The mixture of forest and grassland allows birders to see a lot of different species, with some of the higher elevations good places for raptor watching.
 
Many people come to Khao Yai to see Coral-billed Ground Cuckoo which has turned up at a number of stakeouts, but is not reliable any more, however it is not uncommon and I have often bumped into it on the trails. Another ground-dwelling species, Siamese Fireback Pheasant, is also a highly sought-after species and often appear on the roads shortly after dawn or before dusk. I have had many close encounters with this species on trail B where it sometimes forms parties with Silver Pheasant. Further details of some of the best birding spots follow.

Kilometre 33 : A layby allows birders to stop here and birding along the road a kilometre or so either side can be rewarding. Great, Wreathed and Oriental Pied Hornbills are often seen in this area and a number of fig trees attract good numbers of birds when in fruit. White-crested Laughingthrush, Banded Broadbill, Long-tailed Broadbill, Dusky Broadbill, Green Magpie, Laced Woodpecker, Grey-headed Woodpecker, Thick-billed Pigeon and Black-and-buff Woodpecker are all frequently seen in this part of the forest.

A trail begins at Km 33 and needs some care to follow without getting lost. For the first half a kilometre it is easy enough to follow, even though there are a number of branches to it, but after that the habitat changes and the trail is difficult to follow - I always turn around at this point to avoid getting lost. This trail is good for Scaly-breasted Partridge, Red-headed Trogon and a variety of woodpeckers and sometimes Siamese Fireback, Blue Pitta and even Eared Pitta can be found along here. If trees are fruiting then birding can be good along here, at other times it can be extremely quiet. Even in the rainy season leeches are not too rampant along here.

Be careful when birding along the road here and when crossing to the trail; traffic can be a problem along here and many drivers go too fast and drive carelessly.

Wildlife Watchtower : There is a car park at the head of the trail to this watchtower and it can get very busy so it is advisable to get here early. Open-country birds are easily found here with Bright-capped Cisticola one of the nicest; listen out for its strange call which sounds a bit like an exaggerated kiss. Chestnut-headed Bee-eater can usually be seen along here as can Siberian Stonechat, Rufescent and Grey-breasted Prinias and Bright-headed Cisticola whilst Brown-backed Needletails often hawk for insects over the pond. On a couple of occasions I have seen Stork-billed Kingfisher in the reeds here and even a Little Grebe which was a bit strange in this location. In the forest behind the pond Great and Wreathed Hornbills can often be seen flying from tree to tree with the Great Hornbills deep "Gok Gok" call an atmospheric sound.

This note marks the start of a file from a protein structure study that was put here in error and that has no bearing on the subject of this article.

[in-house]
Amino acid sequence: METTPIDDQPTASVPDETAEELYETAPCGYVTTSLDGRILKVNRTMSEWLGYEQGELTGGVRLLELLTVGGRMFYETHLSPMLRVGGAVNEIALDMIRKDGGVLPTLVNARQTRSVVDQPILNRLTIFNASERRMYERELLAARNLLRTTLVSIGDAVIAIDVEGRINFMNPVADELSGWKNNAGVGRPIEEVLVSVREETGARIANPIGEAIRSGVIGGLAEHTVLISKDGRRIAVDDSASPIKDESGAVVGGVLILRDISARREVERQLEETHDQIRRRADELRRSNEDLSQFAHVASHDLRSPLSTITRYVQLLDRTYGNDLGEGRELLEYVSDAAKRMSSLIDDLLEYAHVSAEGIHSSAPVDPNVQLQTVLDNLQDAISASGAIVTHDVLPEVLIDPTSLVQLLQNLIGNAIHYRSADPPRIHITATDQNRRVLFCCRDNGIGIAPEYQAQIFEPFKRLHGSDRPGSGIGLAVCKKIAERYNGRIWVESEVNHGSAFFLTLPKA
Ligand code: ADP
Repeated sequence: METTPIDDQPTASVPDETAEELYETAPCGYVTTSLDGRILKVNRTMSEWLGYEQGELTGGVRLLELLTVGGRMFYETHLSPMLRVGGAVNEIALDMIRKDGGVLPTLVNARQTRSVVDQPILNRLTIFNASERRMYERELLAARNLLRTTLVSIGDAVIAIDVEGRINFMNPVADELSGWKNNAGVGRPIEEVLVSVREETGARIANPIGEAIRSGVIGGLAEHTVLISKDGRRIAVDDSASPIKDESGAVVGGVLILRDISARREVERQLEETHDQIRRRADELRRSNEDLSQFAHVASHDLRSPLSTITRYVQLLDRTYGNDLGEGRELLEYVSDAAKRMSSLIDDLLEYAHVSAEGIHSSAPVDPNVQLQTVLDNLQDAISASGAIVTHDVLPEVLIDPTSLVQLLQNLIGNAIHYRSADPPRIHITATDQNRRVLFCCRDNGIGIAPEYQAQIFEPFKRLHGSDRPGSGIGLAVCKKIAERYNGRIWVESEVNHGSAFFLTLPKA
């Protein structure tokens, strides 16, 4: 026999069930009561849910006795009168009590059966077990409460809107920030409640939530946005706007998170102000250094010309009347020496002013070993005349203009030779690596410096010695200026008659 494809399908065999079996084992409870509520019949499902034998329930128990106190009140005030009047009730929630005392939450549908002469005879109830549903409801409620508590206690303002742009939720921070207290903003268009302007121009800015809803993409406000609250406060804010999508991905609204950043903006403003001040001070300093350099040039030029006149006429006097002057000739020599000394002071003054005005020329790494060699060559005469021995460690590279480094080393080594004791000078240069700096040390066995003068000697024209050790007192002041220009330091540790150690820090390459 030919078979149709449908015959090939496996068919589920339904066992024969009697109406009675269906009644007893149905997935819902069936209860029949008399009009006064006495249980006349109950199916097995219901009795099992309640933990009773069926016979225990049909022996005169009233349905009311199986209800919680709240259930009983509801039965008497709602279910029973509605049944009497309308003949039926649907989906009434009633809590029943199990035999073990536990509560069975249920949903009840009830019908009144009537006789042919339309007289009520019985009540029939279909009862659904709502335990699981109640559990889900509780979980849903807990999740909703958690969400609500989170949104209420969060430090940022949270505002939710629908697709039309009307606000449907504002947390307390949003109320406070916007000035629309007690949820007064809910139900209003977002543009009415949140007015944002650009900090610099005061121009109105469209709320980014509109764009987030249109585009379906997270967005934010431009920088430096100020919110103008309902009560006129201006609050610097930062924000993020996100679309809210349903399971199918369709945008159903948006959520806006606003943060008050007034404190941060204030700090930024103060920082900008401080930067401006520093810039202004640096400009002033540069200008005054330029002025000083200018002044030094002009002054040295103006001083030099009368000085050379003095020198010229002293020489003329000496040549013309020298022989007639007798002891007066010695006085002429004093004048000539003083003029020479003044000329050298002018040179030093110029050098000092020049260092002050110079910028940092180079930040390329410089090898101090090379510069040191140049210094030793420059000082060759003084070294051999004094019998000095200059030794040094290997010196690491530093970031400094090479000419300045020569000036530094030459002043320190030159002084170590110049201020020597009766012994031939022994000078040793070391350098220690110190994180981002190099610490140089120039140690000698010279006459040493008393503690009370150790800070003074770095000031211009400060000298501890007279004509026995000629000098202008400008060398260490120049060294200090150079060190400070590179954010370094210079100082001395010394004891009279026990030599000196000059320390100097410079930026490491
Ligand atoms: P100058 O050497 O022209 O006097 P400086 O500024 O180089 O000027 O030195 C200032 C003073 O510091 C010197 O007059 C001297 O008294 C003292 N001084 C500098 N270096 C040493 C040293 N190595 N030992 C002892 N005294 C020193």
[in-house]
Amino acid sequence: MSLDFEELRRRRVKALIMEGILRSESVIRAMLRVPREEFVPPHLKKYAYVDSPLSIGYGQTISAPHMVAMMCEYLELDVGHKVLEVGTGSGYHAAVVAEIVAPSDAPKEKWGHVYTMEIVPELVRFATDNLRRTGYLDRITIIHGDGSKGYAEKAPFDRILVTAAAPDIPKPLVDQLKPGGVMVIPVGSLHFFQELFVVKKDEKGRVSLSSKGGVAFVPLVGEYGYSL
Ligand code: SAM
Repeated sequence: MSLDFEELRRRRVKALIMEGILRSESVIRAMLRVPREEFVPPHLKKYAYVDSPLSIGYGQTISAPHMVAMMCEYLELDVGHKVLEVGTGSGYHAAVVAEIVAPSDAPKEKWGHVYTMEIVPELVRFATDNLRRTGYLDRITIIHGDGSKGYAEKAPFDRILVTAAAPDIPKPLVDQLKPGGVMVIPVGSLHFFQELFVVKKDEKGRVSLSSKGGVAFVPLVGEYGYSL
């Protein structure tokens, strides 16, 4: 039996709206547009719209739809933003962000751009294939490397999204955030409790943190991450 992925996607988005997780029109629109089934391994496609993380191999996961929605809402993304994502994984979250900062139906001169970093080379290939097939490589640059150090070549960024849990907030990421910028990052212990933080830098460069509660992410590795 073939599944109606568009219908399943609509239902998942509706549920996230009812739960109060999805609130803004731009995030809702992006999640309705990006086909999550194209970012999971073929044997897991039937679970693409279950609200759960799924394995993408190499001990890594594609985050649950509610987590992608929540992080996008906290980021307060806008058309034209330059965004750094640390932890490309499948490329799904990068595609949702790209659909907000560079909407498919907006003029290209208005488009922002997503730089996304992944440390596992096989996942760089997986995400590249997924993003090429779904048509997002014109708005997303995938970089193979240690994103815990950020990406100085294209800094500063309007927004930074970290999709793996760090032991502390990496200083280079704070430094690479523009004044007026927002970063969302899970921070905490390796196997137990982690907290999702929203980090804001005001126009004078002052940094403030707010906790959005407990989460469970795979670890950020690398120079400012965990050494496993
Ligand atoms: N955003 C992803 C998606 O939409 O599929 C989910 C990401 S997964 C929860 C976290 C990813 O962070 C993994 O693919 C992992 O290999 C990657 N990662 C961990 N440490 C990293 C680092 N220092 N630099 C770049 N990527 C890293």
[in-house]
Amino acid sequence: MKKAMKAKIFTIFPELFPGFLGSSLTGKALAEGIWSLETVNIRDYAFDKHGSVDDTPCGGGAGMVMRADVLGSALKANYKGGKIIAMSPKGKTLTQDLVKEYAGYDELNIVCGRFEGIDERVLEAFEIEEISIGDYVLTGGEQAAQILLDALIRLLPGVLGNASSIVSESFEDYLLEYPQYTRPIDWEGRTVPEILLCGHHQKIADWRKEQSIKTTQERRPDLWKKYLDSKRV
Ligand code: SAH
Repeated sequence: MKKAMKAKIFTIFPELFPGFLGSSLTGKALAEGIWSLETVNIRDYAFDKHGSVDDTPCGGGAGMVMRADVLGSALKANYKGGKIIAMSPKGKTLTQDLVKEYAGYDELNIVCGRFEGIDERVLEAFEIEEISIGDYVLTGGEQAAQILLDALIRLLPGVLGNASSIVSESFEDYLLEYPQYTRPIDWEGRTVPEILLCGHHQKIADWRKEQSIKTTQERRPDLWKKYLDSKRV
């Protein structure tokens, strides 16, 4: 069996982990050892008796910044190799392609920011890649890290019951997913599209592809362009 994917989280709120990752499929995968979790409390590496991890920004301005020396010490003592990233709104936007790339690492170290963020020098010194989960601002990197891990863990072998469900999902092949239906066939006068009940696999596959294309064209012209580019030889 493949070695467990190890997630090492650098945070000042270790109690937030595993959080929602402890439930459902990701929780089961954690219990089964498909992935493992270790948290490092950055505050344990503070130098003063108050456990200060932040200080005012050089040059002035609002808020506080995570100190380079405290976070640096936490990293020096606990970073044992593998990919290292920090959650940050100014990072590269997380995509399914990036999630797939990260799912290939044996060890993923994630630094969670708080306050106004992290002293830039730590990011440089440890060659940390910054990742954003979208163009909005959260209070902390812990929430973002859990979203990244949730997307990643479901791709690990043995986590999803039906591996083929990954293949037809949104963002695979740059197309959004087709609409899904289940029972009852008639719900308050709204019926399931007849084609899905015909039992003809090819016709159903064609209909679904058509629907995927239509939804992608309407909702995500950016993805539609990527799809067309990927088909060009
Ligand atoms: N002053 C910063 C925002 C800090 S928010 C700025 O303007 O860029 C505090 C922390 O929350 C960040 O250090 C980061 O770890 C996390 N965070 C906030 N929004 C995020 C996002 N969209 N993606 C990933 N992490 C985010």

The main attraction to this pond and salt lick is to see large mammals and indeed once, at about 7.30 am, David Lewis and I watched a group of seven Dholes chase a large male Sambar into the water. Others have seen Asian Elephant and even tiger (very rare!) here whilst Water Monitors are a common sight.

Headquarters : The headquarters area can get very busy at times with people stopping for the visitor centre and restaurant but there are some things for birders to stop for which includes regular wintering Blue Rock Thrushes hanging around the buildings allowing close views; both pandoo and philippensis subspecies can be found, you micht spot a few flecks of rust colour on the breasts of first winter philippensis birds.

White-throated Rock Thrush
 
White-rumped Shama
(Photos by Nick Upton)
  Around the headquarters there are a number of trees which produce fruit and these will attract many of the commoner birds; the isolated trees here are a good place to spot Green-eared, Moustached and Blue-eared Barbets.

From the rear of the restaurants a track goes towards a clearing which can be a good place to spot some of the commoner birds feeding on the surrounding trees and there is a trail along the river which is worth investigating, although I have never gone very far along it.

The Boonsong Lekagul camp area can be a quiet spot and is a good place to relax through the slow hours of the day but a number of good birds can be seen here with Austen's Brwon Hornbill being one of the top prizes for birders. Other frequently seen birds at this spot include Green Magpie, Thick-billed Green Pigeon, Swinhoe's Minivet and Laced Woodpecker. On the road down to the camp is a spot where White-throated Rock Thrush and Mugimaki Flycatcher regularly spend the "winter".

The loop trail from the visitor centre here gives bird watchers access to the forest interior but it can often be difficult to find birds along here. However, given patience and luck some nice ground-dwelling birds can be seen including Puff-throated Babbler, Scaly-breasted Partridge, Siamese Fireback and even Eared Pitta. The trail is accessed by a suspension bridge and is paved which makes it largely leech free in the wet season.

Trail B : This trail starts a little uphill and opposite the Park HQ and can be followed to the wildlife watchtower or to Wang Jumpee car park. This is one of the most productive birding trails and the one most frequented by birders searching for ground dwelling birds; there are a number of damp gullies and rocky ditches along here that harbour White-crowned Forktail, Hill Blue Flycatcher, Blue Pitta and even Eared Pitta. Once again there are a huge number of species that live along this trail, although they can be a little harder to find than along trail A. Both Orange-breasted and Red-headed Trogons are common sights here and this is a good trail to listen out for Banded Kingfisher. I have seen both Silver and Siamese Fireback Pheasants along the first few kilometres of this trail in the company of Scaly-breasted Partridge on many occasions and was lucky enough to see one male Siamese Fireback performing a wing-beating display for two females only a few metres away in 2004. Given that the road to Khao Khieo is not as reliable for these species as it once was, this is a good place to look for them.